# Create build info file with useful info about the build ...
    echo -e "ZynthianOS: Built on\n" > $build_info_fpath
    echo -e "Timestamp: $START_TIMESTAMP\n" >> $build_info_fpath
    echo -e "Optimized: $ZYNTHIAN_FORCE_RBPI_VERSION\n" >> $build_info_fpath  

    # Build ZynthianOS
    sudo /usr/local/bin/zynthianos
    # Post-build proccess
    pushd ./src/workspace

        # Copy Soundfonts to SD image
        #cp -a /home/txino/soundfonts/sfz/* ./mount/zynthian/zynthian-data/soundfonts/sfz

        # Get ZIP filename    
        ZIPNAME=$(ls *.zip | head -n 1)
        if [ ${ZIPNAME} ]; then
            # Calculate new filename
            # Rename zip file
            mv ${ZIPNAME} ${NEW_ZIPNAME}
            # Rename img file inside zip file
            sed -i "s/${IMGNAME}/${NEW_IMGNAME}/g" ${NEW_ZIPNAME}

            # Calculate MD5-sum file
            md5sum ${NEW_ZIPNAME} > ${NEW_ZIPNAME}.md5

            # Move zip & MD5-sum files to "builds" directory
            mv -v ${NEW_ZIPNAME} ${BUILDS_DIR}
            mv -v ${NEW_ZIPNAME}.md5 ${BUILDS_DIR}



Hi Guy, thank you for your input.

I’m now back at my home.

Firstly, I will try to build zynthian step by step on the nanopi m4v2 itself (wich is much more powerfull than the nanoPiK1plus, with its Nvme HD and 4 Go ram), starting from the armbian server image and using the script

Then, if I’am successfull with this (<=> having an armbian adapted setup_system script), I’ll go further in automation (as I’m pretty new with these docker/jenkins stuff).

Sorry to revive this thread, but have you got anywhere?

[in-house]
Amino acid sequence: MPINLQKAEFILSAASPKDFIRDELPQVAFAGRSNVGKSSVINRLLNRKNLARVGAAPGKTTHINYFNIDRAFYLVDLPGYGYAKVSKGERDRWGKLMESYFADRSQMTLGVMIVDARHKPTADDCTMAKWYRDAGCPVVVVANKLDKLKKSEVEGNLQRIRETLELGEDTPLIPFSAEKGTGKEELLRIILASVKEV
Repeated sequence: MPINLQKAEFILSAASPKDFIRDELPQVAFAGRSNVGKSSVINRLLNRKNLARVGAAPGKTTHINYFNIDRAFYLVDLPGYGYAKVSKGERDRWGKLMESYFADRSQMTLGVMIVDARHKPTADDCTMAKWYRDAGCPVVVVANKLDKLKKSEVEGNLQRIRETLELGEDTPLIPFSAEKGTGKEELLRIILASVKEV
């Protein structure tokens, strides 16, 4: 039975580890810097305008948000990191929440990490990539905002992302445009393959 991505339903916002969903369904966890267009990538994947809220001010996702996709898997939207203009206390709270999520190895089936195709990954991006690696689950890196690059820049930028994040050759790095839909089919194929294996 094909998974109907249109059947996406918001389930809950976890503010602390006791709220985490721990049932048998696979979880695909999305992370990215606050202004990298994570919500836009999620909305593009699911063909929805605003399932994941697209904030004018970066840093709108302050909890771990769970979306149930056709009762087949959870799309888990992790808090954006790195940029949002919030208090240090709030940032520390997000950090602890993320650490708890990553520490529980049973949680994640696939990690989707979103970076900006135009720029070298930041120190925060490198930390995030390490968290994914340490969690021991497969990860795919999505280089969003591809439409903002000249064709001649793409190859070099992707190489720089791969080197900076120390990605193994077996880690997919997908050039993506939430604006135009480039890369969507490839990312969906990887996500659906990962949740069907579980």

I am also thinking on building zynthian over armbian for H3 (Orange Pi PC plus).
Are there any Raspbian-specific dependencies that would otherwise be a bottleneck in building zynthian for H3?

I think this isn’t a very straightforward process, but are there any hints/tips for porting zynthian to other platforms?

Hi @xanderz ,

it’s not an easy task. A full ZynthianOs is a bunch of Gb of a “working” software stack (raspi base system wich is based on debian, with the help of kxstudio and maybe other deb repo and of course all the apps that are build from source -see here- with everything encapsulated in Zynthian sofware/UI/hardware).
Maybe this could help:

Got it.
But is there anyone around that tried running zynthian on H3 with 1GB of RAM(or at least, similar hardware)?
I honestly am afraid of spending lots of hours in porting zynthian and then finding out that the hardware is crap and has lots of lag.
I would have bought a RPi 3/4 if I can damn find at least one in any store in Romania(chip shortage issue maybe?).
Digikey, Mouser and such have tens of weeks lead time…

@xanderz you will have hours of toil to port Zynthian to any other platform with no guarantee it will work properly, if at all. I would not even attempt this unless I had the device and lots of time. 1 GB RAM will be a limiting factor. It can really slow down compilation of code. Chip shortage is a real pain affecting almost all technology delivery but if you get a chance, try to get a Raspberry Pi 4 (2GB or larger). You can sometimes find vendors selling their own kits with larger RAM units, PSU, etc. for a good deal. Keep looking my friend :slight_smile:.

I agree with @riban
It took me hours (days ?) to build Zynthian on a H5 board equiped with 2Gb ram and 32Gb of emmc drive.